Earlier this year, Lamborghini showed its willingness to depart from conventional car design with the Veneno. Now, it apparently wants to cement the idea with the Egoista. This one though, is a one-off concept made to celebrate 50 years of the marque. The single seater supercar has a silver body with orange rims and accents, plus really sharp and pronounced curves and cuts that are intended to give it a look and feel similar to its inspiration, airplanes and jets.
Designers Joanne Choueiri, Giulia Cosenza and Povilas Raskevicius, students at the Piet Zwart Institute in Rotterdam have designed a set of creative rolling pins that would allow users to create patterns on their edible dishware. The pins are laser cut and patterned into different designs and a couple different sizes to offer a variety of patterns.
Terrafugia has given the world its first commercial flying car, although it happens to be a bit like a plane since you’ll need to have it running on the road for a while to gain momentum before you can take off. Now that is neat, but when we thought “flying cars” we always thought The Jetsons way where cars take off without the trouble of a runway. Terrafugia’s new Transition, the TF-X ought to take a big, strong step in that direction.
Amsterdam based Studio Drift has created a collection of chandeliers that would be simply defined as very fragile, and so very cool. The collection is titled Fragile Future and features chandeliers made from bronze structures, LED lights and real dandelions.
Scott Newkirk is an interior designer who longed for retreat from the busy city life. Putting his skills to good use, the interior designer acquired this little cabin in Yulan, New York State, to function as his weekend getaway.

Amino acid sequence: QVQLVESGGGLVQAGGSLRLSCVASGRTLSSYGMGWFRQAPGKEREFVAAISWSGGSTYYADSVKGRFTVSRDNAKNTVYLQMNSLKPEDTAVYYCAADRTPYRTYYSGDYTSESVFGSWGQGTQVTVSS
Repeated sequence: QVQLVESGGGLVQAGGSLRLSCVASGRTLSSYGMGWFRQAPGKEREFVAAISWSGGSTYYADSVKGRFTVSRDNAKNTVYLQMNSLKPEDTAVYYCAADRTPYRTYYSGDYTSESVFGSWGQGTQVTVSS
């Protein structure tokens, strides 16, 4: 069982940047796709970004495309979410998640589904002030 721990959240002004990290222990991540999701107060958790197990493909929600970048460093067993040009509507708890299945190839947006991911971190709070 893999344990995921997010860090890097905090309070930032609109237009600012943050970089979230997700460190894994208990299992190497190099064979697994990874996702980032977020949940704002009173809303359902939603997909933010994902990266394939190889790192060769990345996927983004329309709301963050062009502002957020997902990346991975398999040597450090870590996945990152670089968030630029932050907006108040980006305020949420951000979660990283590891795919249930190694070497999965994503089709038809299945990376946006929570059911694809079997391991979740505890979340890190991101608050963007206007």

Socks have a nasty habit of running away, most likely on their own, and leaving their owners stupefied as they try to find a pair in vain. Sockskies designed by Shannon Ong seek a solution to the problem with a simple button attached to the upper part of the sock that would keep the pair together, and do that while attempting to look trendy. Now if we could only be disciplined enough to make use of that button. You can help fun/pre-order Sockskies on Kickstarter.
Vintage themed lamps and objects that artist Cory Barkman (previously) creates, come from a very elaborate process. The stunning design and the beautiful appearance are of course, a big part of the job, but the story of materials used in making these lamps is impressive in itself. Most of the objects used in the construction of these lamps are reclaimed mechanical parts from a scrap yard. Once the idea takes its shape, Cory looks for parts suitable for his lamps or forges a part if it cannot be found.
Relaxing as hammocks are, they get way better when you can add the prospects of luxury. Viking Hammock by Jim Zivic gets a luxurious, perhaps rustic setting that endeavors to add to it the Viking name. It does live up to the name, with a look that has a certain something going about it we can’t put a finger on, but what we would never call tame.
Every once in a while, we run into a product that makes us say to ourselves, “Why didn’t anyone think of that earlier?” Well, it’s a good thing they got to that part now. The new Uni Promark View from Mitsubishi Japan lets you take a good look at what you are highlighting. At a price tag of $1.60, it’s maybe worth the effort.
CMYK bulb by designer Dennis Parren has a penchant for casting colorful shadows. It has one main a main bulb for the usual lighting purpose, and colored LEDs in red, green and blue on its back that cast shadows in cyan, magenta and yellow. While that setting alone could be quite the killer, the lamp also manages to work exceptionally well with shades added so you can manipulate the colors coming forth from the LEDs.